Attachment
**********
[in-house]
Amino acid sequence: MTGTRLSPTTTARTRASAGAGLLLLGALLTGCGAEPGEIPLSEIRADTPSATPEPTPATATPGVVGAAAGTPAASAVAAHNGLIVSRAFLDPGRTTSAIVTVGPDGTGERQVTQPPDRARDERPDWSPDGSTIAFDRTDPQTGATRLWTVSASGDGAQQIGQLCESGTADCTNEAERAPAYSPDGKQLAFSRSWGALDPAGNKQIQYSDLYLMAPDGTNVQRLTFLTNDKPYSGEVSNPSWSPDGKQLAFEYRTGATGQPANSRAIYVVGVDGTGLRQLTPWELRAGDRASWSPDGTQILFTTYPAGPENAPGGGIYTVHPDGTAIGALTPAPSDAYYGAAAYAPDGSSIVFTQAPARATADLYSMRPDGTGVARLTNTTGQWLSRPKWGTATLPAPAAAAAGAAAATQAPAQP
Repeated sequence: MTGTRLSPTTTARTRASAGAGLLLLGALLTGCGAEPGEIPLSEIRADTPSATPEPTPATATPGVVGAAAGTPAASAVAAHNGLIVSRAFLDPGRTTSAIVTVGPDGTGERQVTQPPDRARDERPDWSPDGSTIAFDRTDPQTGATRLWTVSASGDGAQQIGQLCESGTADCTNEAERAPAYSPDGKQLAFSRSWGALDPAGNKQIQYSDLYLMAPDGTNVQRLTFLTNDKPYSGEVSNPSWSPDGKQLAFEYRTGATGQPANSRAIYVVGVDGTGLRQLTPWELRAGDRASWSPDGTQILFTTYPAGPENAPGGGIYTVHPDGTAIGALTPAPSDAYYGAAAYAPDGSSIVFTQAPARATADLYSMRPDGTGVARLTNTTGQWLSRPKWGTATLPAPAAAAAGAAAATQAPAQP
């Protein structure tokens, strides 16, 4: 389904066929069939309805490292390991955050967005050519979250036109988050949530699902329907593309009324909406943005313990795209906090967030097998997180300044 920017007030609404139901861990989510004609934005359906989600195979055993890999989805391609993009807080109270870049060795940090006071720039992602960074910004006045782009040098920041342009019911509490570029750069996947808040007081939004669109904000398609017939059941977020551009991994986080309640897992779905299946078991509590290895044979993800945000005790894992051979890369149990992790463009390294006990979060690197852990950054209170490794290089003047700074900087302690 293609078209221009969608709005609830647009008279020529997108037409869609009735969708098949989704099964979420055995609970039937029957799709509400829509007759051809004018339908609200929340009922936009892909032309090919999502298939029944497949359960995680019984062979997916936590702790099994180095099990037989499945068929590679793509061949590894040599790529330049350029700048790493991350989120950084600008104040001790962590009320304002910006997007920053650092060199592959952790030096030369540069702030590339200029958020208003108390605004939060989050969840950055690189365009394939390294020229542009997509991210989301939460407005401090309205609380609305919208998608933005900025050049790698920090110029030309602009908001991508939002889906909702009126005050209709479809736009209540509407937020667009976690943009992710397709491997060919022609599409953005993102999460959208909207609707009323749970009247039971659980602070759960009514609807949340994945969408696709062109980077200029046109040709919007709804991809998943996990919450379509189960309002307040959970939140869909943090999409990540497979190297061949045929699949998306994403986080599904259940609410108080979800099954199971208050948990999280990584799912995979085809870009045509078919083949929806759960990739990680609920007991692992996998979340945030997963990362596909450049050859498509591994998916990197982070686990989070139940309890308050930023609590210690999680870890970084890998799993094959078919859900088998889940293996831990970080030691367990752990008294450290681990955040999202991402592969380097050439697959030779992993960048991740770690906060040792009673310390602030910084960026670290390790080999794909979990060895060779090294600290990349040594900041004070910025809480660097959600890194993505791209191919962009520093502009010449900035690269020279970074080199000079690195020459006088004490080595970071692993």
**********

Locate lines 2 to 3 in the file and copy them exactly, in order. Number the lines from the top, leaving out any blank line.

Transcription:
Amino acid sequence: MTGTRLSPTTTARTRASAGAGLLLLGALLTGCGAEPGEIPLSEIRADTPSATPEPTPATATPGVVGAAAGTPAASAVAAHNGLIVSRAFLDPGRTTSAIVTVGPDGTGERQVTQPPDRARDERPDWSPDGSTIAFDRTDPQTGATRLWTVSASGDGAQQIGQLCESGTADCTNEAERAPAYSPDGKQLAFSRSWGALDPAGNKQIQYSDLYLMAPDGTNVQRLTFLTNDKPYSGEVSNPSWSPDGKQLAFEYRTGATGQPANSRAIYVVGVDGTGLRQLTPWELRAGDRASWSPDGTQILFTTYPAGPENAPGGGIYTVHPDGTAIGALTPAPSDAYYGAAAYAPDGSSIVFTQAPARATADLYSMRPDGTGVARLTNTTGQWLSRPKWGTATLPAPAAAAAGAAAATQAPAQP
Repeated sequence: MTGTRLSPTTTARTRASAGAGLLLLGALLTGCGAEPGEIPLSEIRADTPSATPEPTPATATPGVVGAAAGTPAASAVAAHNGLIVSRAFLDPGRTTSAIVTVGPDGTGERQVTQPPDRARDERPDWSPDGSTIAFDRTDPQTGATRLWTVSASGDGAQQIGQLCESGTADCTNEAERAPAYSPDGKQLAFSRSWGALDPAGNKQIQYSDLYLMAPDGTNVQRLTFLTNDKPYSGEVSNPSWSPDGKQLAFEYRTGATGQPANSRAIYVVGVDGTGLRQLTPWELRAGDRASWSPDGTQILFTTYPAGPENAPGGGIYTVHPDGTAIGALTPAPSDAYYGAAAYAPDGSSIVFTQAPARATADLYSMRPDGTGVARLTNTTGQWLSRPKWGTATLPAPAAAAAGAAAATQAPAQP